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Protecting the Bill of Rights in Utah since 1958

Good Information Is Critical to Exercising Reproductive Rights

03 February 2017 Published in The ACLU of Utah Activist

Without actual access and factual information, our ability to exercise our reproductive freedoms becomes much less meaningful. Screen Shot 2017 02 03 at 2.58.47 PM

The ACLU of Utah is following four different bills – so far! – related to Utahns’ ability to realize their right to make fully informed decisions about where and how to start a family.

We’ve previously mentioned HB57, “Reproductive Health and Medicaid Funding,” sponsored by Rep. Brian King (D-Salt Lake). This excellent bill would allow Utah agencies to access federal funding to support access to family planning and contraception resources for low-income Utahns.

We’ve also previously discussed – and excoriated – HB141, misleadingly named “Unborn Child Protection Amendments” and sponsored by Rep. Keven Stratton (R-Provo). This terrible bill would require Utah doctors to give women seeking a medical abortion incorrect information about the “reversibility” of this medical prescription.

And now, as we head into the third week of the Legislative Session, we’ve got a couple more reproductive freedom bills to share with you.

Let’s start off with the good news first: we’ve got another great bill from Rep. Brian King!

HB215, “Reproductive Health Education and Services,” aims to vastly improve the information provided to Utah public school students who opt-in to health courses that include information about reproductive health and safety. The bill clearly states that information about reproductive health would need to be evidence-based, factually accurate, and focused on developing healthy, respectful relationships.

This bill is just beginning its journey through the legislative process; we expect a committee hearing sometime during the third week of the session.

The ACLU of Utah supports this effort because we know its hard to exercise your reproductive rights when your access to factual, judgment-free information is severely restricted. We believe this effort by Rep. King will assist young people and their families in protecting their health and thoughtfully planning their future families.

HB154, “Telehealth Amendments,” on the other hand, could actually restrict access to reproductive health information and options. This otherwise perfectly fine bill, which is largely aimed at expanding telemedicine services statewide, could save many Utahns time and money.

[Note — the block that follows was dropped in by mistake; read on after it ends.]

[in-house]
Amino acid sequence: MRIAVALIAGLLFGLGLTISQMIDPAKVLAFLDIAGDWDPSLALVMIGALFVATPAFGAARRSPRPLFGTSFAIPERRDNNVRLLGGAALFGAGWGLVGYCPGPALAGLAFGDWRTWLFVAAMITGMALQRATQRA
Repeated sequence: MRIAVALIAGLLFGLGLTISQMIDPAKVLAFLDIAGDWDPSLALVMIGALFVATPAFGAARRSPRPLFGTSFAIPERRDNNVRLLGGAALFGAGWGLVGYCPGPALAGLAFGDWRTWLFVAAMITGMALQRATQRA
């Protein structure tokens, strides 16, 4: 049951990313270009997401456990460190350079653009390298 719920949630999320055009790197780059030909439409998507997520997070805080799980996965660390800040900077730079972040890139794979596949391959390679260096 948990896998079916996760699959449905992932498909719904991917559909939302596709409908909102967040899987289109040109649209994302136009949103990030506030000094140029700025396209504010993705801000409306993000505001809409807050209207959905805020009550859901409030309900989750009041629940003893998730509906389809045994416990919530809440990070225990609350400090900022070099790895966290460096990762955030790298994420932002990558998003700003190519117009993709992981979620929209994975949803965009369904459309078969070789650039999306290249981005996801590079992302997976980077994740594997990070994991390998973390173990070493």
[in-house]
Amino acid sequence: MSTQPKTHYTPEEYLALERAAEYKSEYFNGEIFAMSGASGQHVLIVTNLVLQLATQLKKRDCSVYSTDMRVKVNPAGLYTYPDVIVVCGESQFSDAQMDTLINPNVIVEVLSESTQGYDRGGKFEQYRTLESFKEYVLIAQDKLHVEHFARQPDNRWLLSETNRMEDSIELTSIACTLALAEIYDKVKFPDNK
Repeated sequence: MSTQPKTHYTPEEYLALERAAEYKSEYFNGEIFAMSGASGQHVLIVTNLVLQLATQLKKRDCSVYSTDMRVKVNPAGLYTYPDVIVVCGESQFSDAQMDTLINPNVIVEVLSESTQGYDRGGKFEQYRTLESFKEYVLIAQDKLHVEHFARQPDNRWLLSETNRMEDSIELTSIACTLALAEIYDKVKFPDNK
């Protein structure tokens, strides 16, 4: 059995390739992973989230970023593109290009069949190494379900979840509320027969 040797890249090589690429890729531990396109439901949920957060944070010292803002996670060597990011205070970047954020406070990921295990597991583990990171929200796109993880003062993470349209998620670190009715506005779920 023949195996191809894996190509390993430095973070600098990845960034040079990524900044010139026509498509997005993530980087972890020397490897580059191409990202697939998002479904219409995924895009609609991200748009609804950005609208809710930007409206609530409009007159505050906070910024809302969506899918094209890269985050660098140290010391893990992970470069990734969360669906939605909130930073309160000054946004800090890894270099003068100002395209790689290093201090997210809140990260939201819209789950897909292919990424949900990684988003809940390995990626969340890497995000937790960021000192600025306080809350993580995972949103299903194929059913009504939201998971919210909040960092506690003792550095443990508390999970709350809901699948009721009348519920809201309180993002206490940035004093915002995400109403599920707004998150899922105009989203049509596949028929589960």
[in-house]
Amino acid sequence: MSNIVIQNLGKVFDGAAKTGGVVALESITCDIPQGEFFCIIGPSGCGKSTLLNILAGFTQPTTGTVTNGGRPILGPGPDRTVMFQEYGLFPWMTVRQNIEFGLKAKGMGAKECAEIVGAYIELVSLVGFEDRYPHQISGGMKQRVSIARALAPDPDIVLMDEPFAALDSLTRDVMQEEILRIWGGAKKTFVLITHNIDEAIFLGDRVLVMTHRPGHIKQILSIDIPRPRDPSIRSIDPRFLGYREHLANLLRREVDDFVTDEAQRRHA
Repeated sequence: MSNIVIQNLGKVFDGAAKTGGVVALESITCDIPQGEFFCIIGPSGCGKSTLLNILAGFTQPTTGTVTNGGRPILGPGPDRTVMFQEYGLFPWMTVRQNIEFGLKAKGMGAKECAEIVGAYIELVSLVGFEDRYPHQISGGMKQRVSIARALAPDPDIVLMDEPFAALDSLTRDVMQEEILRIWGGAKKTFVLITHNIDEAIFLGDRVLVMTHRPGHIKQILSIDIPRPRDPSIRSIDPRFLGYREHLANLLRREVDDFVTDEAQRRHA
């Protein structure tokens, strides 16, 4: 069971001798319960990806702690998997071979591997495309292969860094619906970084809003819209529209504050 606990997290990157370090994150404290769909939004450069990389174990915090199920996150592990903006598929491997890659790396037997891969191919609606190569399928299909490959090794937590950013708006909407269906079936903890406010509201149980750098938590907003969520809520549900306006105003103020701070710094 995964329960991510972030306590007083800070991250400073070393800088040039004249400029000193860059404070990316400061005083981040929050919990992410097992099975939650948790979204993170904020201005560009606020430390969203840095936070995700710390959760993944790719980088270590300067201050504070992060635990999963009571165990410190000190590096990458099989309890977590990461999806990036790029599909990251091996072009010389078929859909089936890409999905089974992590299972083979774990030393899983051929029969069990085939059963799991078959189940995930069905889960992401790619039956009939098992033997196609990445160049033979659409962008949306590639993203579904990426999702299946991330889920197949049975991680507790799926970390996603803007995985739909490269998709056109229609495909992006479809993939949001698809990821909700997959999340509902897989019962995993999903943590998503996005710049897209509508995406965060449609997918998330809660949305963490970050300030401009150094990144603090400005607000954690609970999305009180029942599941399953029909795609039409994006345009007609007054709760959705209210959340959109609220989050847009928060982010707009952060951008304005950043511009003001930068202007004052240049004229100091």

However…the bill includes an unfortunate provision, right at the end of the drafted language, that says:

“A practitioner treating a patient through telehealth services, as described in Title Chapter 59, Telehealth Act, may not issue a prescription through electronic prescribing for a drug or treatment to cause an abortion, except in cases of rape, incest, or if the life of the mother would be endangered without an abortion.”

These lines of legislative language (lines 349-352) would prevent especially women living in rural areas of the state, from accessing abortion services in the very early stages of pregnancy via telemedicine. This barrier may push women into later months of pregnancy, requiring more invasive procedures to terminate a pregnancy in the case of a serious fetal abnormality, for example.

This bill, despite a vigorous discussion over the offending lines and a proposed amendment by Rep. Patrice Arent (D-Salt Lake) to remove those lines, passed favorably out of the House Public Utilities, Energy and Technology on January 30.

The next stop for this bill is the House Floor. A vote could happen in the third week of the session. We strongly urge you to contact your legislator and ask her/him to support amendments to remove this anti-choice language. If lines 349-352 are not removed, this bill must be opposed.   

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